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Think of all the beauty still left around you and be happy.

- Anne Frank

It feels like my life changed more in the last four years than it did in the previous forty. When I started to make more courageous decisions, however, I also started to dwell on how different my life might be if I had done things differently 10 or 20 or even 30 years earlier. I had always been a bit of a late bloomer. I played it safe. I waited. I calculated. I worried about what others would think. I waited some more. I let opportunities pass me by. Things that most of my friends did in their teens or twenties, I didn't do until much later and, in some cases, I still haven't done.

You may be able to relate. Or you may think of things you wish you hadn't done. Either way, it can be easy to fall into the "What if?" pit and choke on regrets while we fantasize about the life we could have had.

The thing is, I can't go back twenty years and change my choices, and neither can you. Maybe we shouldn't want to! Maybe I'm right where I'm supposed to be, struggling with certain things now so that I always recognize my dependence on God. And maybe you are too.

And even if I should have done things differently, there is grace. And there is tomorrow.

"One thing I do: Forgetting what is behind and straining toward what is ahead, I press on toward the goal to win the prize for which God has called me heavenward in Christ Jesus" (Philippians 4:13-14).

P.S. Don't forget to respond to this month's survey for a chance to win a prize.

BOOKS: I'm reading Underground to Canada by Barbara Smucker, published in 1977. It's about a 12-year-old slave girl in the south hoping to find her way up to Canada and freedom. Although it's a fictional story, it's based on historical events and is appropriate (and important) for all ages. 

MOVIES: Worth watching is the touching 2017 film Wonder. It's about a fifth-grader born with facial differences that make it difficult for him to fit in with other children. There are great lessons here about compassion, community, and embracing what makes you stand out instead of trying to blend in. (Also, I was surprised at how big-name actors Julia Roberts and Owen Wilson did not dominate the story but allowed the younger stars to shine. Nicely done.)

It's already March 15! There's nothing paricularly significant about this being the third week of the third month of the year (unless you're excited about St. Patrick's Day, I suppose), but it seemed like a good enough reason to come up with THREE ways you can make this a good week, no matter what else is happening. Will you take these challenges with me?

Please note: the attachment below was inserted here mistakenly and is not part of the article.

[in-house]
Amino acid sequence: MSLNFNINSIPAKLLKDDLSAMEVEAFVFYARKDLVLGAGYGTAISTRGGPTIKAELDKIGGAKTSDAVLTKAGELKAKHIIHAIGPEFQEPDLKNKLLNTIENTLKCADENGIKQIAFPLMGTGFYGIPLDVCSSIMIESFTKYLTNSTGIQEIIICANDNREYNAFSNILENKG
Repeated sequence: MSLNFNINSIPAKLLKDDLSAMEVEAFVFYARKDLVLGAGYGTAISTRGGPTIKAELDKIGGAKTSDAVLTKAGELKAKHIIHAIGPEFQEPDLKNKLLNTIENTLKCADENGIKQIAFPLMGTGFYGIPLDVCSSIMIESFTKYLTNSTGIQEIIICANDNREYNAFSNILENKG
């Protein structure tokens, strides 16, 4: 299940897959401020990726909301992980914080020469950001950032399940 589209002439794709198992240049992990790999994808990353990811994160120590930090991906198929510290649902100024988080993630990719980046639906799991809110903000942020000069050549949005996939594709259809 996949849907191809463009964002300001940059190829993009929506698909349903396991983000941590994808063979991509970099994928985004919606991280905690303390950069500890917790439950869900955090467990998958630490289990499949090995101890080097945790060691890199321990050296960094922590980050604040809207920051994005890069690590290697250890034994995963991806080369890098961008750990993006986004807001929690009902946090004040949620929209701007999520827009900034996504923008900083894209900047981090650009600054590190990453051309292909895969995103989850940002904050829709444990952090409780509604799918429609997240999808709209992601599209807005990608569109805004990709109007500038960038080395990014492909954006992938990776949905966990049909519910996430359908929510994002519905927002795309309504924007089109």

#1 - LOOK AROUND: Each day this week, take a picture of something that brings you joy. Then take three minutes to either offer a prayer of thanks for that source of joy, or take three minutes to write about it in your journal. (I'll share my photos next week!)

#2 - REACH OUT: Think of three people going through a hard time right now. Write their names on a piece of paper to carry in your pocket or post a sticky note on your mirror as a reminder to pray for them throughout the week. Make a point to either call, email, or a send an encouraging card to each of them at some point this week. 

#3 - DIG IN: Identify an area of your life you're struggling with (e.g. your diet, a particular project, or a relationship). Write down three ways you will work on this challenging situation and plan to give it your attention on three specific days this week, even if it's only for 15 minutes each time.

whimsy & wisdom from the world wide web

No, this is not about heart disease. It's a stunning natural phenomenon caused by starlings. 

This is hands-down my favourite video depicting the majesty and beauty of nature. I've shared this several times at events so some of you will have seen it before. It's worth the six-and-a-half minutes to watch again. (Somewhat related to murmurations, there's a moment about halfway through the video that still makes me catch my breath. You'll see what I mean when you get there.) 

David Jones, one of my younger-than-me editors, speaks openly about his struggles with depression and anxiety. Here are some helpful tips he offers to others trying to cope with mental health issues. 

ATELOPHOBIA

(n) the fear of making a mistake; perfectionism

My battle against atelophobia is ongoing, but regretting things I never attempted because of it doesn't help.
Onward and upward!

It is not because things are difficult that we do not dare; it is because we do not dare that things are difficult.

Seneca

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